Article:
If you are looking for one of the biggest sleepers in this year's recruiting class then look no farther than Brown. He earned a reputation in track and field by winning the Class 1A Outstanding Field Award as a sophomore and then repeated the selection as a junior, thus solidifying his status as one of the state's top athletes.
Now, he is looking to earn that same kind of recognition on the football field and he has spent the summer working diligently at doing just that.
Not many young men can say they hold a national record but Brown is one of the few who can. He holds the national record with an 11-1 broad jump and also posted the highest vertical leap at one of Saban's summer camps with a 41-inch best. Coaches from LSU, Baylor, Southern Miss and Tulane are expressing the most interest but expect others to start calling when they get wind of his feats.
"It felt pretty good at LSU," Brown said of his performance at the summer camp. "It was good to see how I could do next to all of the other guys. I tried to do the best I could and it worked out alright."
Brown, who has the core GPA but needs to improve a couple of points on the ACT, would like to play football and participate in some field events at the collegiate level since he is such a gifted athlete. He took home three state championships in last year's LHSCA Track and Field Championships with a first-place finish in the high jump (6-5), triple jump (23-5) and the long jump (46-8). Leaps like that have LSU track and field coach Pat Henry circling the wagons in hopes of landing Brown's signature.
If you think he is only a track guy playing football then you are sadly mistaken, says Kentwood football coach David Currier.
"Darrick is just an outstanding athlete," Currier said. "He plays out of position at running back for us but he could play anywhere you put him on the field. He is not just a track guy out there. He is a football player through and through."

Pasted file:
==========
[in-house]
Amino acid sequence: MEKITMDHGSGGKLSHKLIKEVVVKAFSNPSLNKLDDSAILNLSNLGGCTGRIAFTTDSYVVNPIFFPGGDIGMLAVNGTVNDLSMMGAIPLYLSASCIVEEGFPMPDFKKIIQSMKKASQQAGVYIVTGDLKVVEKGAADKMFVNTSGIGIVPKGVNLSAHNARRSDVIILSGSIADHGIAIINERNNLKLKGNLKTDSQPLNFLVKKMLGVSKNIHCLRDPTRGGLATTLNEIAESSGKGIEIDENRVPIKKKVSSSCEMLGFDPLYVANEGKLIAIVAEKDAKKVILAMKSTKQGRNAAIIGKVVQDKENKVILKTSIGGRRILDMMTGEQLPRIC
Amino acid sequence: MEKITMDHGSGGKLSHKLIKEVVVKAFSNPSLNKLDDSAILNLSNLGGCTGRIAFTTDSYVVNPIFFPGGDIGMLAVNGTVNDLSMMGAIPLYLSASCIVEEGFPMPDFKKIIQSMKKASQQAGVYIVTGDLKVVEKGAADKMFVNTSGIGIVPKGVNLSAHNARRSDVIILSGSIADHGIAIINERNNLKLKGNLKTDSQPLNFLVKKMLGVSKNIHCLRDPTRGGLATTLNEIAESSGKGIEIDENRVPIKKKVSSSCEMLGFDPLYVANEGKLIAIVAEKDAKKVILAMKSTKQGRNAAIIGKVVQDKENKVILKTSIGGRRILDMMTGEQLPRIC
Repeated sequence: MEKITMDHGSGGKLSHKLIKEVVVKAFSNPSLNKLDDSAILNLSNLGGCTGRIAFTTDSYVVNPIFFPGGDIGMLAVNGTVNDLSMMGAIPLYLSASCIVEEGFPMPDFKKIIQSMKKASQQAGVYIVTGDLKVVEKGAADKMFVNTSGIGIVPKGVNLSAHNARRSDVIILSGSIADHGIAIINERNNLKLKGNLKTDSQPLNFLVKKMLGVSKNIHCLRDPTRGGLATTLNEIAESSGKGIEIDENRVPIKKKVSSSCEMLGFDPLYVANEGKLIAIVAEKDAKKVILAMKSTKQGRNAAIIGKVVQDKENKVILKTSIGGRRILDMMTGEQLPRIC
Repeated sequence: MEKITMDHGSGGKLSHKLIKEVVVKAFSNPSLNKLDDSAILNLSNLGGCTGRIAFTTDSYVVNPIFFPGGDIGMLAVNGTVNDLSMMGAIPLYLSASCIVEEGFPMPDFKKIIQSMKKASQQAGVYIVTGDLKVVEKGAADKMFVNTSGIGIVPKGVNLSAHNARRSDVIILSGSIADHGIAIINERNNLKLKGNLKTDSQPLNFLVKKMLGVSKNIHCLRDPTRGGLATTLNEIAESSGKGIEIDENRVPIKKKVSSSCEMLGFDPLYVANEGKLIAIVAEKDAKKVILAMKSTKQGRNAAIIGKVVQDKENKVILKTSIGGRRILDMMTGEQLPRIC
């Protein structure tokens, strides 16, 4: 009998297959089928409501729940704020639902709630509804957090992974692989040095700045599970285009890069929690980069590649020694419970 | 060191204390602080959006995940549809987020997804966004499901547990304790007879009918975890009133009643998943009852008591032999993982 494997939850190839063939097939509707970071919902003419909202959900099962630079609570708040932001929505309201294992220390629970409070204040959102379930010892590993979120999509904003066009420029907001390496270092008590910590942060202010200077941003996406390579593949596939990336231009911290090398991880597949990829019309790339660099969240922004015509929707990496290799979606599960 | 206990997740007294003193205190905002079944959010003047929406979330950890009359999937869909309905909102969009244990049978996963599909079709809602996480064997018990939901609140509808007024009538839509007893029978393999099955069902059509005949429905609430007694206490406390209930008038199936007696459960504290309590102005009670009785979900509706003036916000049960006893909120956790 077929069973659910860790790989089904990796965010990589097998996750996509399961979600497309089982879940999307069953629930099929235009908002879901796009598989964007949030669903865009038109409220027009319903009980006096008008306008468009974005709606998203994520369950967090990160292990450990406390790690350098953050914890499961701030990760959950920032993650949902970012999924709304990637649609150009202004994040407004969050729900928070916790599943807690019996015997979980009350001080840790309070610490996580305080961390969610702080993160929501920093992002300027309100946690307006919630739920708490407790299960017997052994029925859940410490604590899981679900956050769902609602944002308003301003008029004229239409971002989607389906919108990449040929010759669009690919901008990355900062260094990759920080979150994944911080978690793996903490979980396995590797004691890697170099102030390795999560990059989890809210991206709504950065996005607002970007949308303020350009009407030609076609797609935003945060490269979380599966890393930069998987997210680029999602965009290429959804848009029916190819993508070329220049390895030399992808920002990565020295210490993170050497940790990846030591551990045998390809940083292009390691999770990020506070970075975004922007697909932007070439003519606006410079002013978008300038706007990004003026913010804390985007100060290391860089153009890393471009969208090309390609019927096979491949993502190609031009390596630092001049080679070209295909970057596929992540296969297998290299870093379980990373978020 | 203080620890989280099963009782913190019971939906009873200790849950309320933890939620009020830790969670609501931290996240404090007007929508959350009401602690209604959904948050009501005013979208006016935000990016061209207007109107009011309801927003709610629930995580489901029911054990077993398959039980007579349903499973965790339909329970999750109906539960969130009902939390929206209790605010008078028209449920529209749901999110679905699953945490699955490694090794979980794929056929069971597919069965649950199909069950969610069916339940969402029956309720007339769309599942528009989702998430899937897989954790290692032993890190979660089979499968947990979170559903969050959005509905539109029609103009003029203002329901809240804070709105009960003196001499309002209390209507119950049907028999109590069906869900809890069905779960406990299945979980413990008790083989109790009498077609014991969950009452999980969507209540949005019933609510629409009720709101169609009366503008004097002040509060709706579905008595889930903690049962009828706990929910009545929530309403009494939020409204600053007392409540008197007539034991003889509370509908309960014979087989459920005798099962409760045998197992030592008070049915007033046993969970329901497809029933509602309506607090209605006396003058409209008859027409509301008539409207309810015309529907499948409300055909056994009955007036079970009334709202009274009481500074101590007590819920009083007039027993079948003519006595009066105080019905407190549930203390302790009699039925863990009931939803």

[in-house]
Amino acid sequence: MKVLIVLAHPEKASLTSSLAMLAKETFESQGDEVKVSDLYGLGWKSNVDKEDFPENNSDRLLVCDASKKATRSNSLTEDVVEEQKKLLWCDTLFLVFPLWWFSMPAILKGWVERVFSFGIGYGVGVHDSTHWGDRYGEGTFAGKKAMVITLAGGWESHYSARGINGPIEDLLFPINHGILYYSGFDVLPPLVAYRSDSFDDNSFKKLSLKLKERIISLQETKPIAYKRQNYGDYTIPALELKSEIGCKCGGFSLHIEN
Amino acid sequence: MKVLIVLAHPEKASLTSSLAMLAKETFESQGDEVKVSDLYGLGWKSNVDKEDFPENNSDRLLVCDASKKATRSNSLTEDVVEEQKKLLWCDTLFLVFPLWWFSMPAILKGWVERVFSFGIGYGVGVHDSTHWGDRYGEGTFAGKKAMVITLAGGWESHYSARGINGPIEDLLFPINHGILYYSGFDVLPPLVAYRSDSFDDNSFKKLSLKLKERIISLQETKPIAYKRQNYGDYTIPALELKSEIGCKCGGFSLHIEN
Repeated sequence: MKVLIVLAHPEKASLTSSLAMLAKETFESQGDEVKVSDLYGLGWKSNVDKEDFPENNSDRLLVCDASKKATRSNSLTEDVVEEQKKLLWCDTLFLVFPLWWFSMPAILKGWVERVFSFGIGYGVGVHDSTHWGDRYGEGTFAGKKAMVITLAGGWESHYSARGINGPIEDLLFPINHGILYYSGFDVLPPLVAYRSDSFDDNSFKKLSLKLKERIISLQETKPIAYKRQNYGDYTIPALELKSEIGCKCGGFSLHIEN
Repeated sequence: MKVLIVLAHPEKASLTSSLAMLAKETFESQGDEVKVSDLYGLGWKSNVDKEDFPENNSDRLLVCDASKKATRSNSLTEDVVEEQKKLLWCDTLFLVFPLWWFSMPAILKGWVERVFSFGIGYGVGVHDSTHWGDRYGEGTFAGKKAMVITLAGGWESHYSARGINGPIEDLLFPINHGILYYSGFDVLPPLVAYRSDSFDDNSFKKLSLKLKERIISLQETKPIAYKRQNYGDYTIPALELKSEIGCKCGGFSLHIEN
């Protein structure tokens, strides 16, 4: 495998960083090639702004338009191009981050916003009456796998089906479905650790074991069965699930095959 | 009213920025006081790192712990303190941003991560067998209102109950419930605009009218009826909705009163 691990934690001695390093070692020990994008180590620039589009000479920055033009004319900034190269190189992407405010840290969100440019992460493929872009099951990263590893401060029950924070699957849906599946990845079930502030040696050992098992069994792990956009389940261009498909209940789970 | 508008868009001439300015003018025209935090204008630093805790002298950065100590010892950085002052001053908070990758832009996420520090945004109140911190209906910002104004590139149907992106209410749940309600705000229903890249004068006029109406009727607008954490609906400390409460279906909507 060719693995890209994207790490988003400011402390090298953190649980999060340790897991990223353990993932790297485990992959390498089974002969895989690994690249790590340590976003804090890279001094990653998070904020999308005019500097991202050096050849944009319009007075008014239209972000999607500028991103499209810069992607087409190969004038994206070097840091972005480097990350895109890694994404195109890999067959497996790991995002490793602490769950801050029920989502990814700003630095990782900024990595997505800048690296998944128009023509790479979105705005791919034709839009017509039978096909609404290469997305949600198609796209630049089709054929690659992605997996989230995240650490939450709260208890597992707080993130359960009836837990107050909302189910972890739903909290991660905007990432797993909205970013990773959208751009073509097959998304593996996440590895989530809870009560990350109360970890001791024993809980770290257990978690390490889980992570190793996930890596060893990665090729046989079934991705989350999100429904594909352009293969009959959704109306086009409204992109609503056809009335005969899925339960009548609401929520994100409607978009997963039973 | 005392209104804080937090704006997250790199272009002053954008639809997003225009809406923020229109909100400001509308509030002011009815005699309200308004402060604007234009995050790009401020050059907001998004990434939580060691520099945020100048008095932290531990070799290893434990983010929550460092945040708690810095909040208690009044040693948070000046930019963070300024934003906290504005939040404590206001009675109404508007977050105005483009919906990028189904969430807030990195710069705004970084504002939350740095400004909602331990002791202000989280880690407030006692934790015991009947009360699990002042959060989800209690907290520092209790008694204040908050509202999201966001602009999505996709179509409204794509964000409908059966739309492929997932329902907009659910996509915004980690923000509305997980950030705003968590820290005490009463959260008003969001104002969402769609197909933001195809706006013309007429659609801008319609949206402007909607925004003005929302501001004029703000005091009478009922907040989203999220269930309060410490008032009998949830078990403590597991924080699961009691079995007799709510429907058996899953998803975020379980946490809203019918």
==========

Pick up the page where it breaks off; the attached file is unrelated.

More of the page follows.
One thing holding Brown back for now is the fact that he has played out of position the past two years for Currier but all of that should change this season since he will spend more time at safety. Currier said he will still use him at running back because of necessity but college coaches will have plenty of opportunities to see him in the defensive backfield.
"He's going to play a lot of offense for us because we have a need for that but his future is on defense," Currier said. "He is not a bulky guy but he has tremendous athleticism with great leg strength. He has excellent speed and he loves to hit you. Everything he does is full speed."
One thing that sets him apart from others is his relentless work ethic and his desire to improve as a football player.
"He is a worker and he has a great attitude," Currier said. "He takes what he has and enhances it. Darrick is the type of kid that always does what the coaches ask him. You never hear him talk back and he always looks to do more than what you ask him to do."
Currier compares him to a couple of former Kentwood players who went on to enjoy successful college careers and one who spent many years in the NFL.
"He may be the kid with the most athletic ability to ever come out of Kentwood," Currier said. "He is not as polished as Demetrius Hookfin (LSU) or Michael Jackson (Nicholls State and the Cleveland Browns) but he has just as much raw ability. I have no doubt he can play at the next level. I know he can play and he will do whatever it takes to get better."
Out of the schools he hears from the most, LSU stands out above all of the rest because of its longstanding tradition in track and field and the recent success Saban has brought to the football program.
"I really like the tradition and the way coach Saban deals with his players," Brown said. "He does not get real mad about the little things and he always has a good team wherever he is."
The sky is the limit for this young man. And judging from the spring in his step even that may be within reach.